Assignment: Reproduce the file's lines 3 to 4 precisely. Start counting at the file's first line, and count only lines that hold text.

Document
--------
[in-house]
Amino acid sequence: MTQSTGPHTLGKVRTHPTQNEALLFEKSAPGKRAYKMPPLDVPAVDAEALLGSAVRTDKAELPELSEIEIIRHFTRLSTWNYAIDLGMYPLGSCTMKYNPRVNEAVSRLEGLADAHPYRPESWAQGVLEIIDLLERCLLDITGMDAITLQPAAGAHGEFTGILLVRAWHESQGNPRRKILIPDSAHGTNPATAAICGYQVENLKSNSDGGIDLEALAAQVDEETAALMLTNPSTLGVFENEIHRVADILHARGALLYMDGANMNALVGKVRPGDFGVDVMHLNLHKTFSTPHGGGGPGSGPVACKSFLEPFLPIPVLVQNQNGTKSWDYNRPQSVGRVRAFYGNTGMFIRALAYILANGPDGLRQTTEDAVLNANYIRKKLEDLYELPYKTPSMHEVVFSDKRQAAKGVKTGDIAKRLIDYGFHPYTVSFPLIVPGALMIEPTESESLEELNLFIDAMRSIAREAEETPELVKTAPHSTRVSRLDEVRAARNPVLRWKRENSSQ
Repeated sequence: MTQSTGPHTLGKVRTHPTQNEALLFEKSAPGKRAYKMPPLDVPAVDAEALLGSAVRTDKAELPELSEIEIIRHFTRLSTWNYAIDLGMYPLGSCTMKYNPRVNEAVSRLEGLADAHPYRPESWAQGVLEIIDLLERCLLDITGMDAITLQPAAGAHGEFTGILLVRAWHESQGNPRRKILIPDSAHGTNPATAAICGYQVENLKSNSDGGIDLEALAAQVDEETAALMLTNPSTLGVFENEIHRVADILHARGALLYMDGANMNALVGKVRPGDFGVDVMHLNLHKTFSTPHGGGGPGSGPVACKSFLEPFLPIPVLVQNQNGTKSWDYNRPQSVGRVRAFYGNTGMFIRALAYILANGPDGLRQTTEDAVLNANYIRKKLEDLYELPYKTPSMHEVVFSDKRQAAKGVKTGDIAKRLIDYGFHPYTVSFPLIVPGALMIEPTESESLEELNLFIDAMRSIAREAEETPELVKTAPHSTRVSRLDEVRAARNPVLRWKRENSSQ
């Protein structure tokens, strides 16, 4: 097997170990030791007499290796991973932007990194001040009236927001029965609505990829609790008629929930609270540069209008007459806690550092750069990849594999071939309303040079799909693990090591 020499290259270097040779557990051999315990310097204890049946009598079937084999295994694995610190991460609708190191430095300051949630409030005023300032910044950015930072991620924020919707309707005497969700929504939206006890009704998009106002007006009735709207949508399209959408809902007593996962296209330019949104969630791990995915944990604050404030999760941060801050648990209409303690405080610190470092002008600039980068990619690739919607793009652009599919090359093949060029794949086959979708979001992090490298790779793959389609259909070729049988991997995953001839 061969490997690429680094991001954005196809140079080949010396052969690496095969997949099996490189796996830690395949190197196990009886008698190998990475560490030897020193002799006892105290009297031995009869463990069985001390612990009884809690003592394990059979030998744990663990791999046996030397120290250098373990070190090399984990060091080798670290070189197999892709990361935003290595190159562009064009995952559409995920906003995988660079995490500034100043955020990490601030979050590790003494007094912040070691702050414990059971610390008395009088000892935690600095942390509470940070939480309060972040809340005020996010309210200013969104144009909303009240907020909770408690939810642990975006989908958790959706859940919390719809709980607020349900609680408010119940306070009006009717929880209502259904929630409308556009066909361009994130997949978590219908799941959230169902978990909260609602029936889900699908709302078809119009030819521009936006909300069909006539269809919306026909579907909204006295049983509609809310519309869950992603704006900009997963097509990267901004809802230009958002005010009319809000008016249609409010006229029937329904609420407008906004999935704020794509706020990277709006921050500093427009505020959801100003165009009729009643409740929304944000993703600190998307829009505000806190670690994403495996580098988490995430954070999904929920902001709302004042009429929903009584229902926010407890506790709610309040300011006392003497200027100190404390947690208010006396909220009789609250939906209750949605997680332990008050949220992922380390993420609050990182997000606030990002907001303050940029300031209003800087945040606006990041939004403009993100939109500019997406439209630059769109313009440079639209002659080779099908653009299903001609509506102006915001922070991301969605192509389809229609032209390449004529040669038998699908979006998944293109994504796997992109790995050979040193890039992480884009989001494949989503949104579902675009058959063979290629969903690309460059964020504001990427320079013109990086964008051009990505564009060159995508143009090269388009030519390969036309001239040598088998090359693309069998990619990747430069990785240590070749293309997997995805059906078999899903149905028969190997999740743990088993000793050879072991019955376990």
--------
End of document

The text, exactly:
Repeated sequence: MTQSTGPHTLGKVRTHPTQNEALLFEKSAPGKRAYKMPPLDVPAVDAEALLGSAVRTDKAELPELSEIEIIRHFTRLSTWNYAIDLGMYPLGSCTMKYNPRVNEAVSRLEGLADAHPYRPESWAQGVLEIIDLLERCLLDITGMDAITLQPAAGAHGEFTGILLVRAWHESQGNPRRKILIPDSAHGTNPATAAICGYQVENLKSNSDGGIDLEALAAQVDEETAALMLTNPSTLGVFENEIHRVADILHARGALLYMDGANMNALVGKVRPGDFGVDVMHLNLHKTFSTPHGGGGPGSGPVACKSFLEPFLPIPVLVQNQNGTKSWDYNRPQSVGRVRAFYGNTGMFIRALAYILANGPDGLRQTTEDAVLNANYIRKKLEDLYELPYKTPSMHEVVFSDKRQAAKGVKTGDIAKRLIDYGFHPYTVSFPLIVPGALMIEPTESESLEELNLFIDAMRSIAREAEETPELVKTAPHSTRVSRLDEVRAARNPVLRWKRENSSQ
């Protein structure tokens, strides 16, 4: 097997170990030791007499290796991973932007990194001040009236927001029965609505990829609790008629929930609270540069209008007459806690550092750069990849594999071939309303040079799909693990090591 020499290259270097040779557990051999315990310097204890049946009598079937084999295994694995610190991460609708190191430095300051949630409030005023300032910044950015930072991620924020919707309707005497969700929504939206006890009704998009106002007006009735709207949508399209959408809902007593996962296209330019949104969630791990995915944990604050404030999760941060801050648990209409303690405080610190470092002008600039980068990619690739919607793009652009599919090359093949060029794949086959979708979001992090490298790779793959389609259909070729049988991997995953001839 061969490997690429680094991001954005196809140079080949010396052969690496095969997949099996490189796996830690395949190197196990009886008698190998990475560490030897020193002799006892105290009297031995009869463990069985001390612990009884809690003592394990059979030998744990663990791999046996030397120290250098373990070190090399984990060091080798670290070189197999892709990361935003290595190159562009064009995952559409995920906003995988660079995490500034100043955020990490601030979050590790003494007094912040070691702050414990059971610390008395009088000892935690600095942390509470940070939480309060972040809340005020996010309210200013969104144009909303009240907020909770408690939810642990975006989908958790959706859940919390719809709980607020349900609680408010119940306070009006009717929880209502259904929630409308556009066909361009994130997949978590219908799941959230169902978990909260609602029936889900699908709302078809119009030819521009936006909300069909006539269809919306026909579907909204006295049983509609809310519309869950992603704006900009997963097509990267901004809802230009958002005010009319809000008016249609409010006229029937329904609420407008906004999935704020794509706020990277709006921050500093427009505020959801100003165009009729009643409740929304944000993703600190998307829009505000806190670690994403495996580098988490995430954070999904929920902001709302004042009429929903009584229902926010407890506790709610309040300011006392003497200027100190404390947690208010006396909220009789609250939906209750949605997680332990008050949220992922380390993420609050990182997000606030990002907001303050940029300031209003800087945040606006990041939004403009993100939109500019997406439209630059769109313009440079639209002659080779099908653009299903001609509506102006915001922070991301969605192509389809229609032209390449004529040669038998699908979006998944293109994504796997992109790995050979040193890039992480884009989001494949989503949104579902675009058959063979290629969903690309460059964020504001990427320079013109990086964008051009990505564009060159995508143009090269388009030519390969036309001239040598088998090359693309069998990619990747430069990785240590070749293309997997995805059906078999899903149905028969190997999740743990088993000793050879072991019955376990």